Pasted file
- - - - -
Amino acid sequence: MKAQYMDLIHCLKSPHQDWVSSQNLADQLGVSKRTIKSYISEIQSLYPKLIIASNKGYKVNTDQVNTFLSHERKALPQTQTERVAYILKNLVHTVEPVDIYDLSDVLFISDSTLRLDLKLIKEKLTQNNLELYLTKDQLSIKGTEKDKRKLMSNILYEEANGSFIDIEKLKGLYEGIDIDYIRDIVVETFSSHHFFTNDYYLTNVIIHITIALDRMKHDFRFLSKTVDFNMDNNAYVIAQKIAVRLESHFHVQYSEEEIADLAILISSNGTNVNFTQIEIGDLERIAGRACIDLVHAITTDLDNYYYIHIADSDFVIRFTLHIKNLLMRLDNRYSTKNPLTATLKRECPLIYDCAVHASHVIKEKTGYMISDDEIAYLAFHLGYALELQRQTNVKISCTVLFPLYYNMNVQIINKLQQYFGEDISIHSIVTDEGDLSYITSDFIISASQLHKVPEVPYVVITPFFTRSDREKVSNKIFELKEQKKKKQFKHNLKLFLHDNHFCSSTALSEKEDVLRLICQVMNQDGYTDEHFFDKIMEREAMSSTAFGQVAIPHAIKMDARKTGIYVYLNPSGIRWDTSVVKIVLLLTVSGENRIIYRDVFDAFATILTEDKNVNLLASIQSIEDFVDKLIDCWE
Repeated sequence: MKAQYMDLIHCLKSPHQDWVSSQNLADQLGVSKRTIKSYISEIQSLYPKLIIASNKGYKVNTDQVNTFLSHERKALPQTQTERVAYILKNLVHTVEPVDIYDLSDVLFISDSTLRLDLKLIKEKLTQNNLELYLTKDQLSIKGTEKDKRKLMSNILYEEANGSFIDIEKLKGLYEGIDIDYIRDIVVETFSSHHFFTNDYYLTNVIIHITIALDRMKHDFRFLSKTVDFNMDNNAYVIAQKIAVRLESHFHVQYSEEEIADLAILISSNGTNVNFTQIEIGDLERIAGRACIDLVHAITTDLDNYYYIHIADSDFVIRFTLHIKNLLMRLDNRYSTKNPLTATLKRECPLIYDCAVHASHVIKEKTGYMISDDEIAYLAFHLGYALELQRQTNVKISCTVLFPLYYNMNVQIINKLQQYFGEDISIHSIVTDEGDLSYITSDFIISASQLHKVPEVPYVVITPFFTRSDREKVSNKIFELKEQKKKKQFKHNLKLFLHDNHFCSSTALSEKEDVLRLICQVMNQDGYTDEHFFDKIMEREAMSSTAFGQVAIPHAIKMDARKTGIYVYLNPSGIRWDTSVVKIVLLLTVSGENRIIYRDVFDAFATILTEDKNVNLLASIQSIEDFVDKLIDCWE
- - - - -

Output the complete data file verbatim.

Amino acid sequence: MKAQYMDLIHCLKSPHQDWVSSQNLADQLGVSKRTIKSYISEIQSLYPKLIIASNKGYKVNTDQVNTFLSHERKALPQTQTERVAYILKNLVHTVEPVDIYDLSDVLFISDSTLRLDLKLIKEKLTQNNLELYLTKDQLSIKGTEKDKRKLMSNILYEEANGSFIDIEKLKGLYEGIDIDYIRDIVVETFSSHHFFTNDYYLTNVIIHITIALDRMKHDFRFLSKTVDFNMDNNAYVIAQKIAVRLESHFHVQYSEEEIADLAILISSNGTNVNFTQIEIGDLERIAGRACIDLVHAITTDLDNYYYIHIADSDFVIRFTLHIKNLLMRLDNRYSTKNPLTATLKRECPLIYDCAVHASHVIKEKTGYMISDDEIAYLAFHLGYALELQRQTNVKISCTVLFPLYYNMNVQIINKLQQYFGEDISIHSIVTDEGDLSYITSDFIISASQLHKVPEVPYVVITPFFTRSDREKVSNKIFELKEQKKKKQFKHNLKLFLHDNHFCSSTALSEKEDVLRLICQVMNQDGYTDEHFFDKIMEREAMSSTAFGQVAIPHAIKMDARKTGIYVYLNPSGIRWDTSVVKIVLLLTVSGENRIIYRDVFDAFATILTEDKNVNLLASIQSIEDFVDKLIDCWE
Repeated sequence: MKAQYMDLIHCLKSPHQDWVSSQNLADQLGVSKRTIKSYISEIQSLYPKLIIASNKGYKVNTDQVNTFLSHERKALPQTQTERVAYILKNLVHTVEPVDIYDLSDVLFISDSTLRLDLKLIKEKLTQNNLELYLTKDQLSIKGTEKDKRKLMSNILYEEANGSFIDIEKLKGLYEGIDIDYIRDIVVETFSSHHFFTNDYYLTNVIIHITIALDRMKHDFRFLSKTVDFNMDNNAYVIAQKIAVRLESHFHVQYSEEEIADLAILISSNGTNVNFTQIEIGDLERIAGRACIDLVHAITTDLDNYYYIHIADSDFVIRFTLHIKNLLMRLDNRYSTKNPLTATLKRECPLIYDCAVHASHVIKEKTGYMISDDEIAYLAFHLGYALELQRQTNVKISCTVLFPLYYNMNVQIINKLQQYFGEDISIHSIVTDEGDLSYITSDFIISASQLHKVPEVPYVVITPFFTRSDREKVSNKIFELKEQKKKKQFKHNLKLFLHDNHFCSSTALSEKEDVLRLICQVMNQDGYTDEHFFDKIMEREAMSSTAFGQVAIPHAIKMDARKTGIYVYLNPSGIRWDTSVVKIVLLLTVSGENRIIYRDVFDAFATILTEDKNVNLLASIQSIEDFVDKLIDCWE